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Open AccessArticle
Comparison of SWAT and GSSHA for High Time Resolution Prediction of Stream Flow and Sediment Concentration in a Small Agricultural Watershed
Hydrology 2017, 4(2), 27; doi:10.3390/hydrology4020027 -
Abstract
In this study, two hydrologic models, the Gridded Surface Subsurface Hydrologic Analysis (GSSHA) and the Soil and Water Assessment Tool (SWAT), were applied to predict stream flow and suspended sediment concentration (SSC) in a small agricultural watershed in Ishigaki Island, Japan, in which
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In this study, two hydrologic models, the Gridded Surface Subsurface Hydrologic Analysis (GSSHA) and the Soil and Water Assessment Tool (SWAT), were applied to predict stream flow and suspended sediment concentration (SSC) in a small agricultural watershed in Ishigaki Island, Japan, in which the typical time scale of flood event was several hours. The performances of these two models were compared in order to select the right model for the study watershed. Both models were calibrated and validated against hourly stream flow and SSC for half-month periods of 15 to 31 May 2011 and 17 March to 7 April 2013, respectively. The results showed that both models successfully estimated hourly stream flow and SSC in a satisfactory way. For the short-term simulations, the GSSHA model performed slightly better in simulating stream flow as compared to SWAT during both calibration and validation periods. GSSHA only gave better accuracy when predicting SSC during calibration, while SWAT performed slightly better during validation. For long-term simulations, both models yielded comparable results for long-term stream flow and SSC with acceptable agreement. However, SWAT predicted the overall variation of long-term SSC better than GSSHA. Full article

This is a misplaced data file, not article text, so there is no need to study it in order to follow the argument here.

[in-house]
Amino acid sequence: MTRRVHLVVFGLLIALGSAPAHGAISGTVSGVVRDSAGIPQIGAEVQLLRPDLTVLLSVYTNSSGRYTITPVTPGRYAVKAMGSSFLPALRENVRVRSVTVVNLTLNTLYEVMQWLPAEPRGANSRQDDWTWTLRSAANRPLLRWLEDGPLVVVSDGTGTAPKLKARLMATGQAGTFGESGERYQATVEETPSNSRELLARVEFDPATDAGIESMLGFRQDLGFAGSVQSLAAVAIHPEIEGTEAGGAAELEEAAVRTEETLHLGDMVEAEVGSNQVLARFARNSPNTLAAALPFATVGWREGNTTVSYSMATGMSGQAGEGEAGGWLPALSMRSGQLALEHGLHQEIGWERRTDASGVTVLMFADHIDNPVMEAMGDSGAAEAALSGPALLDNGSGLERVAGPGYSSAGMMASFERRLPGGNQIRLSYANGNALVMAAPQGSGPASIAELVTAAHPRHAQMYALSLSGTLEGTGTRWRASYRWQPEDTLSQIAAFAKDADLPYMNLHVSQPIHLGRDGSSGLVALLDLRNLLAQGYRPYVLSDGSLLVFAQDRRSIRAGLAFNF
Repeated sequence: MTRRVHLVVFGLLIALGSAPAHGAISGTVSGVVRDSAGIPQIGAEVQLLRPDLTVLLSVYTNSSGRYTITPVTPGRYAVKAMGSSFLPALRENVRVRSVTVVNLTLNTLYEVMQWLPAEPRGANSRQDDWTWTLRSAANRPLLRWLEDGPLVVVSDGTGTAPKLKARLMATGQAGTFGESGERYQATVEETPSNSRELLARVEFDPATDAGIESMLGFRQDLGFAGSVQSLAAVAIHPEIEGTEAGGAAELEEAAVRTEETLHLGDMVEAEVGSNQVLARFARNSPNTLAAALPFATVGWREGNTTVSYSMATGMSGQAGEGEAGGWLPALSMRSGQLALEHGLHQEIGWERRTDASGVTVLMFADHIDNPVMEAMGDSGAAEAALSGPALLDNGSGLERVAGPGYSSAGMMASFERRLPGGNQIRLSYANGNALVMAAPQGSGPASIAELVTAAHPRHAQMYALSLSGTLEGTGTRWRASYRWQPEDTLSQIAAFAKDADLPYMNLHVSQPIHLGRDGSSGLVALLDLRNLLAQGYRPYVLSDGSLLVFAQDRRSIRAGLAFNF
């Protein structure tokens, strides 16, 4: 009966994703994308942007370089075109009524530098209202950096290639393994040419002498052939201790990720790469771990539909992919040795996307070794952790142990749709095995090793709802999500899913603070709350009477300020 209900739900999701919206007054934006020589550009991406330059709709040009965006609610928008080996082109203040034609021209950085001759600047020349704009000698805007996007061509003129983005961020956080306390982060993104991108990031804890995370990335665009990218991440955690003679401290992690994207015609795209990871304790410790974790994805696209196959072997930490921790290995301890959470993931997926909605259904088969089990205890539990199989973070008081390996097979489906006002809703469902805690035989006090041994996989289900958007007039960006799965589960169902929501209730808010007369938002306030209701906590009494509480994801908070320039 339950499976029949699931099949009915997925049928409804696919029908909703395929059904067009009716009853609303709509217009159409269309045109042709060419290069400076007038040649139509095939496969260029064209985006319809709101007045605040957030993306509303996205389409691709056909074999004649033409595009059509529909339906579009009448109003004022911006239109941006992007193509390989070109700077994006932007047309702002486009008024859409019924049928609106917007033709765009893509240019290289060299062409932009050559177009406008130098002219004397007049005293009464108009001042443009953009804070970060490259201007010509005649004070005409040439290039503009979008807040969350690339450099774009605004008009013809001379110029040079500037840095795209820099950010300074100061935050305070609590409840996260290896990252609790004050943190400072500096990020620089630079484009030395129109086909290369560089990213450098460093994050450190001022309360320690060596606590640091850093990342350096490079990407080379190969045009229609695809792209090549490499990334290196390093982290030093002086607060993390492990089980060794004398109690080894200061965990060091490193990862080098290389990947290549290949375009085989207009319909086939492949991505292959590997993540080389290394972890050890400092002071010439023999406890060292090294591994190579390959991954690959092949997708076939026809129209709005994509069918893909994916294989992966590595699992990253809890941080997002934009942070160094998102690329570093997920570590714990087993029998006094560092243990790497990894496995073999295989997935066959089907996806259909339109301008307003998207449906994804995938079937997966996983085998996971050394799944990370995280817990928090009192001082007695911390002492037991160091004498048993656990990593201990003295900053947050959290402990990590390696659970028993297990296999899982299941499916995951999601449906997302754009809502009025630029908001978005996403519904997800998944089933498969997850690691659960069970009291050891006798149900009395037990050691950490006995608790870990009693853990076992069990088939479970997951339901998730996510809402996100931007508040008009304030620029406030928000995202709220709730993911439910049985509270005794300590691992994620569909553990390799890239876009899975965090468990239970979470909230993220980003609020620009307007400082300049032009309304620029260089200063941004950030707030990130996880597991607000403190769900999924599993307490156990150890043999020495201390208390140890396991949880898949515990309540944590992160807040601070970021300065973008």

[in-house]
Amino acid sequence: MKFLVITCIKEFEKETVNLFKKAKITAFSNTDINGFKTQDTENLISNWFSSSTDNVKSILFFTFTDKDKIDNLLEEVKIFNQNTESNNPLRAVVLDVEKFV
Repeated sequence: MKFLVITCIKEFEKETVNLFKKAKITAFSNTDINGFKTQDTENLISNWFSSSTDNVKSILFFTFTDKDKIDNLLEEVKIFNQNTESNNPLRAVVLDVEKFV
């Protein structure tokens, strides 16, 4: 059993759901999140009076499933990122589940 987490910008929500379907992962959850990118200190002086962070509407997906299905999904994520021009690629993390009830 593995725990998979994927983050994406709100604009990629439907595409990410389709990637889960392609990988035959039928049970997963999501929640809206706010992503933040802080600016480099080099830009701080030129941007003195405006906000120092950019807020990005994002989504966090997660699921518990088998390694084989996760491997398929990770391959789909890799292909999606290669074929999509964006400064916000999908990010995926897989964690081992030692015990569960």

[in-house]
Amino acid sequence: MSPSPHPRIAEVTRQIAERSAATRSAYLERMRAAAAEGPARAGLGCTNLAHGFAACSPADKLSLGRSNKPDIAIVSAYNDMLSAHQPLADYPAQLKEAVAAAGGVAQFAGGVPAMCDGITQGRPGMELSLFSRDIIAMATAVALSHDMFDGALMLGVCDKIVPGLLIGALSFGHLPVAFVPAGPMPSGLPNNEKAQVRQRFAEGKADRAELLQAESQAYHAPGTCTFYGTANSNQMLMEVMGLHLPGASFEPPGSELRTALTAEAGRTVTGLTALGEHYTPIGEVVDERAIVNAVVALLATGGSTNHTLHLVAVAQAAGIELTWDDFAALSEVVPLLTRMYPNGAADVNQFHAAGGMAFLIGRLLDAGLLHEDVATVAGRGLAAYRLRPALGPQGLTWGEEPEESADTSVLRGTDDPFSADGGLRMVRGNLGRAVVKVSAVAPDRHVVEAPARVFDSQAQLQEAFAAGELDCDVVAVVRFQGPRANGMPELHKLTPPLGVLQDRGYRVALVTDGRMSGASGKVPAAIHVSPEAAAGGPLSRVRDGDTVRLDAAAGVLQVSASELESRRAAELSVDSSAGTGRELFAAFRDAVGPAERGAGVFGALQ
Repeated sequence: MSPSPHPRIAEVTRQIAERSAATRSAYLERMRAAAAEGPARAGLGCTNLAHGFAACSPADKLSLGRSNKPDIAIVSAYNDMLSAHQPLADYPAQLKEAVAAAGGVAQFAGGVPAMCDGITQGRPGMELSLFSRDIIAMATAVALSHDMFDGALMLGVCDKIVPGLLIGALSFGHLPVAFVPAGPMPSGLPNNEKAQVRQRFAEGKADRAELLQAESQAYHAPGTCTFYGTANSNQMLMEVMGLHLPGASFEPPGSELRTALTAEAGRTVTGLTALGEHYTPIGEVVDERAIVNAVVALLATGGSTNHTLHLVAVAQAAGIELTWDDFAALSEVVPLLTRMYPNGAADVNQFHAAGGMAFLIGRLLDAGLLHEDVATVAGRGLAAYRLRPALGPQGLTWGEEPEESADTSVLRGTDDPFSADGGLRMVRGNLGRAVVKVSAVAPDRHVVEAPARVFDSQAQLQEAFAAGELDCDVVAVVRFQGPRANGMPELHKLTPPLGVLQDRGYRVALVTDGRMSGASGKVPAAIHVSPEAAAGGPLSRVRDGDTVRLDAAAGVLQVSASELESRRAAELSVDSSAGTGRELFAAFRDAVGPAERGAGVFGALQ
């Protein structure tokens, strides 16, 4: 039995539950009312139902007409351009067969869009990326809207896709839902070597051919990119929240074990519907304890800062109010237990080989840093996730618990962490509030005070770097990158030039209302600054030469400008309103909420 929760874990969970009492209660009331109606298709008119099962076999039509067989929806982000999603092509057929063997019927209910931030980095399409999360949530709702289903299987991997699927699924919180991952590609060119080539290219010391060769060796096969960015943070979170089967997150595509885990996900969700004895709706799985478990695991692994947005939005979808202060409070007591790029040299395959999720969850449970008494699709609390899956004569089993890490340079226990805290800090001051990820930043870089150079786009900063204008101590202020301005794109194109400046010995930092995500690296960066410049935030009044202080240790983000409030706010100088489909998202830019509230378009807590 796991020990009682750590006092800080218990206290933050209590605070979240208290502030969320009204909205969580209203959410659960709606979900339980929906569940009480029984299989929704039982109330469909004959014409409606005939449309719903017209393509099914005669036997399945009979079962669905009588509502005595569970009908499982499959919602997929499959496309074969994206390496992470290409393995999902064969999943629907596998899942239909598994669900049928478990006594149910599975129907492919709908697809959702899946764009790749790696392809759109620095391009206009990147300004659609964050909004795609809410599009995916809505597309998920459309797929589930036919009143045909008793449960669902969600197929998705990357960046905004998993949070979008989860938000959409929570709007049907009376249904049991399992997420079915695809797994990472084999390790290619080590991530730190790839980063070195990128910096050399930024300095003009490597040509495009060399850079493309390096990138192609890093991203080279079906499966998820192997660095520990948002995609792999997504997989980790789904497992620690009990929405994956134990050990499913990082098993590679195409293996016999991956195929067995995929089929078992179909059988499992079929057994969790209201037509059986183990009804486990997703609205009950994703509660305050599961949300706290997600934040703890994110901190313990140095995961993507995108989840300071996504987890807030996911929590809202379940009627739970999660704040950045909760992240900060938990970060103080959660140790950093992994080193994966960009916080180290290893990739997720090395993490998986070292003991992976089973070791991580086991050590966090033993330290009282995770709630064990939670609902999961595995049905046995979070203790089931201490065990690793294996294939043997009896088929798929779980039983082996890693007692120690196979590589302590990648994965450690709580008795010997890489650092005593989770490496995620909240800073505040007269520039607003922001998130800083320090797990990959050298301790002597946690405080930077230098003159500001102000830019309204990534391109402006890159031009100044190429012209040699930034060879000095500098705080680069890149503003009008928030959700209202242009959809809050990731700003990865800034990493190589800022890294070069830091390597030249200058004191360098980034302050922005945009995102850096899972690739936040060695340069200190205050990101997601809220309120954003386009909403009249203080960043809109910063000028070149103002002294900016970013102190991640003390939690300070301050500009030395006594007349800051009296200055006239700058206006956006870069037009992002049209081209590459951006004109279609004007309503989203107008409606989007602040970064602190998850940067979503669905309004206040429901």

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Open AccessArticle
Application of a Standardized Precipitation Index for Meteorological Drought Analysis of the Semi-Arid Climate Influence in Minas Gerais, Brazil
Hydrology 2017, 4(2), 26; doi:10.3390/hydrology4020026 -
Abstract
In recent years, the Southeast region in Brazil has suffered from the effects of drought events. Analyzing the history of drought events is fundamental to establish potential risks of the occurrence of droughts in the future. One of the many ways to prevent